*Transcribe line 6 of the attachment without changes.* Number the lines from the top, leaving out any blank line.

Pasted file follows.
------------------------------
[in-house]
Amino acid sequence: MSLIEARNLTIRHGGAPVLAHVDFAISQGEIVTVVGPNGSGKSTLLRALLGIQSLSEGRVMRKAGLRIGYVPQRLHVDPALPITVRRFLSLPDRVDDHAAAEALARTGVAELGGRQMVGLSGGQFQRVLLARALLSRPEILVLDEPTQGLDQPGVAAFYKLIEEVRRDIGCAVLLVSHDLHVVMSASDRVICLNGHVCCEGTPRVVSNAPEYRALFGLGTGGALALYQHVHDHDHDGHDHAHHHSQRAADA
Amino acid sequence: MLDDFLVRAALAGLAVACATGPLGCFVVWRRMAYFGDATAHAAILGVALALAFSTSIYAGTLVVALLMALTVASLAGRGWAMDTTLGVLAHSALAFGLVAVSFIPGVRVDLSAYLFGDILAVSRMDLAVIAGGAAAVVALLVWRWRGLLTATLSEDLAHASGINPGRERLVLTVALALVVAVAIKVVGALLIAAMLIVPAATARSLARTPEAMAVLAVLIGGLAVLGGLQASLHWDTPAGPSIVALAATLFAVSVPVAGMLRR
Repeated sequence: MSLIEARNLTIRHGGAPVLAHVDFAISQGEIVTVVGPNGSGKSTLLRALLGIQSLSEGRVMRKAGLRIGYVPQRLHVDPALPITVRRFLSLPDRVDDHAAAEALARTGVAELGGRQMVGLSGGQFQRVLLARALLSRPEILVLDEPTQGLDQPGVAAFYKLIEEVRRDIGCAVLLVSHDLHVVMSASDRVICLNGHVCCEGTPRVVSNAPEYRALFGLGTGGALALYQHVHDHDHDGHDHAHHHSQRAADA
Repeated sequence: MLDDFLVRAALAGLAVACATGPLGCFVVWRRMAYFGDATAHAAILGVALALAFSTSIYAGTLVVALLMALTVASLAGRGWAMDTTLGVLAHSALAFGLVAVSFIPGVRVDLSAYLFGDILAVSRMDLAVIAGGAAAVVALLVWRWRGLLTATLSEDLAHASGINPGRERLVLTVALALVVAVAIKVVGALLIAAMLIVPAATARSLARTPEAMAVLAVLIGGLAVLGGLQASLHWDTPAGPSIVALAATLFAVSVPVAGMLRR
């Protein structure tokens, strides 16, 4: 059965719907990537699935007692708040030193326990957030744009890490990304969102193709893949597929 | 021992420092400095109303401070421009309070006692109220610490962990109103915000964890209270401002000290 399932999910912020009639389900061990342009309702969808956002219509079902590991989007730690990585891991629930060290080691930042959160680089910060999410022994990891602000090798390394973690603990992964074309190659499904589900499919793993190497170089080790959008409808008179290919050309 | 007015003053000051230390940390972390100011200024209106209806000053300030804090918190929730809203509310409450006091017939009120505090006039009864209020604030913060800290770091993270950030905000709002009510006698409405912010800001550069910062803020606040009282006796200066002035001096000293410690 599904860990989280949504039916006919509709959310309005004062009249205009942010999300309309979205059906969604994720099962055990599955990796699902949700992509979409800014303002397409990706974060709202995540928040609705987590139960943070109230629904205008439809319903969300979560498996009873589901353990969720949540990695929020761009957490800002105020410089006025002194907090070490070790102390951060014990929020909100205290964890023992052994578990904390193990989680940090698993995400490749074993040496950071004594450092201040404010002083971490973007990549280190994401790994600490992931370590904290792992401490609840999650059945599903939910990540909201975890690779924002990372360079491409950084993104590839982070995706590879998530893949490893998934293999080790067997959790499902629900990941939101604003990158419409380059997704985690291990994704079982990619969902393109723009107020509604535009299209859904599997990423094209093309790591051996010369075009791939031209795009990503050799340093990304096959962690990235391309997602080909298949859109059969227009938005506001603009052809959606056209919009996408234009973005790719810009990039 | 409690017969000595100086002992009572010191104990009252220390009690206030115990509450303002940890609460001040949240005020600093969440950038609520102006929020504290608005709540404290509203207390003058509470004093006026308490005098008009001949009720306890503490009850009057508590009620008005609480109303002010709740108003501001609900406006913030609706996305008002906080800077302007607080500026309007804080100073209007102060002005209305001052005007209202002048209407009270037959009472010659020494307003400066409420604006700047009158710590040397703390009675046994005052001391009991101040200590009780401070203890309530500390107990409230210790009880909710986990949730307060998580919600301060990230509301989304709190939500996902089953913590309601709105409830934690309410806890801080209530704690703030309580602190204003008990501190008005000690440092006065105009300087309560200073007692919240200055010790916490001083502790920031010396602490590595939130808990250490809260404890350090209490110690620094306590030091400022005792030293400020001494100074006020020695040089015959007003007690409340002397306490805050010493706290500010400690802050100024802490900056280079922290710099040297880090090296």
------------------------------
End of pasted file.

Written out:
């Protein structure tokens, strides 16, 4: 059965719907990537699935007692708040030193326990957030744009890490990304969102193709893949597929 | 021992420092400095109303401070421009309070006692109220610490962990109103915000964890209270401002000290 399932999910912020009639389900061990342009309702969808956002219509079902590991989007730690990585891991629930060290080691930042959160680089910060999410022994990891602000090798390394973690603990992964074309190659499904589900499919793993190497170089080790959008409808008179290919050309 | 007015003053000051230390940390972390100011200024209106209806000053300030804090918190929730809203509310409450006091017939009120505090006039009864209020604030913060800290770091993270950030905000709002009510006698409405912010800001550069910062803020606040009282006796200066002035001096000293410690 599904860990989280949504039916006919509709959310309005004062009249205009942010999300309309979205059906969604994720099962055990599955990796699902949700992509979409800014303002397409990706974060709202995540928040609705987590139960943070109230629904205008439809319903969300979560498996009873589901353990969720949540990695929020761009957490800002105020410089006025002194907090070490070790102390951060014990929020909100205290964890023992052994578990904390193990989680940090698993995400490749074993040496950071004594450092201040404010002083971490973007990549280190994401790994600490992931370590904290792992401490609840999650059945599903939910990540909201975890690779924002990372360079491409950084993104590839982070995706590879998530893949490893998934293999080790067997959790499902629900990941939101604003990158419409380059997704985690291990994704079982990619969902393109723009107020509604535009299209859904599997990423094209093309790591051996010369075009791939031209795009990503050799340093990304096959962690990235391309997602080909298949859109059969227009938005506001603009052809959606056209919009996408234009973005790719810009990039 | 409690017969000595100086002992009572010191104990009252220390009690206030115990509450303002940890609460001040949240005020600093969440950038609520102006929020504290608005709540404290509203207390003058509470004093006026308490005098008009001949009720306890503490009850009057508590009620008005609480109303002010709740108003501001609900406006913030609706996305008002906080800077302007607080500026309007804080100073209007102060002005209305001052005007209202002048209407009270037959009472010659020494307003400066409420604006700047009158710590040397703390009675046994005052001391009991101040200590009780401070203890309530500390107990409230210790009880909710986990949730307060998580919600301060990230509301989304709190939500996902089953913590309601709105409830934690309410806890801080209530704690703030309580602190204003008990501190008005000690440092006065105009300087309560200073007692919240200055010790916490001083502790920031010396602490590595939130808990250490809260404890350090209490110690620094306590030091400022005792030293400020001494100074006020020695040089015959007003007690409340002397306490805050010493706290500010400690802050100024802490900056280079922290710099040297880090090296």